Tuesday, January 11, 2011

Elton John's Bit Part



Early on, when I was about nine years old, my friend Dominic introduced me to Elton John, and I became an instant fan of his songs. My mother had been weening me on classical music from children's stories to help introduce me to the style. I recall spending a lot of time listing to the music from "Peter and the Wolf" in my bedroom.

Then, I was over at Dominic's house (he was the grandson of Dalton Trumbo by the way), and he played song after song from various Elton John Albums such as "Don't Shoot Me I'm Only the Piano Player, " and "Yellow Brick Road." What I heard were great melodies against really smooth western chord progressions with a honky-tonk piano and a confident bass-guitar sound, which all felt good to me. I was totally aware of why his music pleased me as a child; it's hard to explain.

I pestered my dad long enough, and he finally took me to Tower Records on Sunset Blvd, and being his aerospace-working, logical self, suggested I start with,  "Elton John's Greatest Hits." This turned out to be a great choice of course. It was the album with Elton sitting at a piano in a white suit and accompanying fedora and cane.   I liked the artwork because Elton looked so professional, as if he were personally presenting me with his collection of musical works.  And the funny thing about the actual vinyl record was that the position of his hand seemed to wrap around the record player's center spindle peg. I would play the record, enjoying the songs, and get dizzy from watching him spin around, hanging on for dear life to avoid flying off of the record label.  The songs on this greatest hits album are all legendary now and baked into the minds of music lovers around the world.

The year was now 1975, one year after my discovery of Elton John, and a movie was coming out.  Someone told me that Elton was in it, so I quickly asked my dad if he would take me. He researched it in the LA Times, found out it was called, "Tommy," and then read a review resulting in his decision that it probably wouldn't be his type of movie.  My dad listened to 93 KHJ in the car, which played mostly pop and easier rock, and this movie was some kind of exotic rock opera by, The Who.  He also cautioned me saying that from what he read, Elton John only had a bit part, whatever that meant. I imagined that Elton walked into a bar at some point, asked for a drink, and was out the door. But that was enough. I still had to see it.  My dad eventually gave in and said I could probably go see it if I wanted to.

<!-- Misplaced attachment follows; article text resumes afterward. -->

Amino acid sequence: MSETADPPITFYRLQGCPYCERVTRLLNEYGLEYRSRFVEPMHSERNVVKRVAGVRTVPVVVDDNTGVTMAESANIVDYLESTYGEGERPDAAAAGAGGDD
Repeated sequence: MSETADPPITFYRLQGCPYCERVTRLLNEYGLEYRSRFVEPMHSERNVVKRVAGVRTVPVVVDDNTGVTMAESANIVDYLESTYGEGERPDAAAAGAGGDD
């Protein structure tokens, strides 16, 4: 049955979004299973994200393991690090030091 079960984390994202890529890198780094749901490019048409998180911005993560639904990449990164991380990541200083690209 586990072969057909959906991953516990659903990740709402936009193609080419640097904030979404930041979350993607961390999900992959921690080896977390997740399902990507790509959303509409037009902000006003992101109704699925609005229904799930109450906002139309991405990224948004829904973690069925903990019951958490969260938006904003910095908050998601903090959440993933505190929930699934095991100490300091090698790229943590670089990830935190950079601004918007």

Luckily I had a friend, Nick, who also loved movies, music, and who was always up for something new. He lived about two miles from the Studio City Mann Theater on Ventura Blvd near Laurel Canyon and Ventura Blvd (now a BookStar), a theater which was playing, "Tommy." I arranged for a sleep over at Nick's house, which always meant that my parents would be made to schlep me down to the San Fernando Valley from the Hollywood Hills where we lived; about a 20 minute drive, even for a quart of milk, which turned out to be why we eventually moved down to the Valley a year later.  A night at Nicks during those earlier years typically included lugging a bicycle down to his house so that Nick and I could ride around on the flats of the Valley floor; something that even to this day feels freeing to me when contrasted against my life in the topographically imprisoning hills.

Nick and I didn't 'know what to expect from the movie. It was theatrically rated PG so we wouldn't have trouble getting in to see it.  In retrospect, it probably should have been rated R for it's content. But he I went on that summer afternoon and rode our bikes to the Studio City Mann to see if we could get in.  There was a long line in front. A lot of people were waiting for the next show, and after we bought out tickets and luckily weren't hindered from getting in due to our age, Nick and I stood in the cue on the sidewalk alongside the theater entrance where they displayed their movie posters for current and upcoming films. We saw the Tommy poster, and it looked a little wild. "He's in this film?" I asked Nick as if he were some cinematic expert.  He pointed to Elton's head-bust within the poster. Yes, he was in it.

The movie was overwhelming and hard to follow at that age, and a little evocative for someone who had lost his biological father five years earlier (Tommy's father is killed towards the beginning of the movie). But it was full of exciting, new music for us presented in Quintaphonic Sound, which at that time was not typical for movies.  And it had some really strange scenes; Ann Margaret immersed in baked beans, chocolate and dish soap, making it with a couch cushion (this became my dad's favorite scene when it was later played on Z-Channel), a sadistic scene with Tommy's cousin Kevin with Hitchcockian camera-reveals, and women running around WWII bombings in gas-masks and braziers.  But Elton John's scene ended up being one of the showcase chapters of the film, so you can imagine how delighted I was when his segment came on; glittery and overstimulating as it was. And, the end of The Pinball Wizard sequence was edited with high-velocity timing.  It's still fast even for today's standards.  Director Ken Russell was obviously a man-man.  But as I'm sure you can imagine, I was absolutely delighted to see that Elton had a whole scene for himself as the "The Pinball Wizard."

And, as fate would have it, almost immediately upon release of the movie in theaters, Elton John's version of "Pinball Wizard" was played non-stop on 93 KHJ for months.  There was no getting away from Tommy for my dad.  Incidentally, the movie is now available on Blue Ray with it's Quintaphonic Sound restored.